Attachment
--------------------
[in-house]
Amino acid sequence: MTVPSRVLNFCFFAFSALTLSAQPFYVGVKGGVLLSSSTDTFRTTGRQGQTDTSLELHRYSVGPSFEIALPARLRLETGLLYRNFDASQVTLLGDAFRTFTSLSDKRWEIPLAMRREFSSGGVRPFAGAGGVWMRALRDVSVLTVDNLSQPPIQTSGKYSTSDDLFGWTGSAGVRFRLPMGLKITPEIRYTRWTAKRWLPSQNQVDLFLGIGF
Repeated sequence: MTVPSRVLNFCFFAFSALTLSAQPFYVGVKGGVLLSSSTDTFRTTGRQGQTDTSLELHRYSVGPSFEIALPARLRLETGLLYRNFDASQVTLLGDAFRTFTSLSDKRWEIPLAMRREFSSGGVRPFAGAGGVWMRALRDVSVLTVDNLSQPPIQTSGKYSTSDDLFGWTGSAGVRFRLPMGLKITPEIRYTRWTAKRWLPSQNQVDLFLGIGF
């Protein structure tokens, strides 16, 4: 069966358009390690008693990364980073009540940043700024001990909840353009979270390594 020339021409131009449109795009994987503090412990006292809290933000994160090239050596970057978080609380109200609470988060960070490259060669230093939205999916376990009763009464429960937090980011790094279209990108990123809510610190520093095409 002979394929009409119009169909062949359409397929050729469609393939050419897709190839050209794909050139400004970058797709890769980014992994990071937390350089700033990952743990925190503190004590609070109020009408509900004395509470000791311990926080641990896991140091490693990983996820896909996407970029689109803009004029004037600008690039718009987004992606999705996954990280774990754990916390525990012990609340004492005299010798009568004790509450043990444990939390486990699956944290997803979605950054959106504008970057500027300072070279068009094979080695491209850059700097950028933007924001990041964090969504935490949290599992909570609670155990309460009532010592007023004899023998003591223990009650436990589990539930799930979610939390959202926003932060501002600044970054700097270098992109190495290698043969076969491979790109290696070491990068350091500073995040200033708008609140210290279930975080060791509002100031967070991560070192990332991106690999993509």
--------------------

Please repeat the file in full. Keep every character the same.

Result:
[in-house]
Amino acid sequence: MTVPSRVLNFCFFAFSALTLSAQPFYVGVKGGVLLSSSTDTFRTTGRQGQTDTSLELHRYSVGPSFEIALPARLRLETGLLYRNFDASQVTLLGDAFRTFTSLSDKRWEIPLAMRREFSSGGVRPFAGAGGVWMRALRDVSVLTVDNLSQPPIQTSGKYSTSDDLFGWTGSAGVRFRLPMGLKITPEIRYTRWTAKRWLPSQNQVDLFLGIGF
Repeated sequence: MTVPSRVLNFCFFAFSALTLSAQPFYVGVKGGVLLSSSTDTFRTTGRQGQTDTSLELHRYSVGPSFEIALPARLRLETGLLYRNFDASQVTLLGDAFRTFTSLSDKRWEIPLAMRREFSSGGVRPFAGAGGVWMRALRDVSVLTVDNLSQPPIQTSGKYSTSDDLFGWTGSAGVRFRLPMGLKITPEIRYTRWTAKRWLPSQNQVDLFLGIGF
């Protein structure tokens, strides 16, 4: 069966358009390690008693990364980073009540940043700024001990909840353009979270390594 020339021409131009449109795009994987503090412990006292809290933000994160090239050596970057978080609380109200609470988060960070490259060669230093939205999916376990009763009464429960937090980011790094279209990108990123809510610190520093095409 002979394929009409119009169909062949359409397929050729469609393939050419897709190839050209794909050139400004970058797709890769980014992994990071937390350089700033990952743990925190503190004590609070109020009408509900004395509470000791311990926080641990896991140091490693990983996820896909996407970029689109803009004029004037600008690039718009987004992606999705996954990280774990754990916390525990012990609340004492005299010798009568004790509450043990444990939390486990699956944290997803979605950054959106504008970057500027300072070279068009094979080695491209850059700097950028933007924001990041964090969504935490949290599992909570609670155990309460009532010592007023004899023998003591223990009650436990589990539930799930979610939390959202926003932060501002600044970054700097270098992109190495290698043969076969491979790109290696070491990068350091500073995040200033708008609140210290279930975080060791509002100031967070991560070192990332991106690999993509």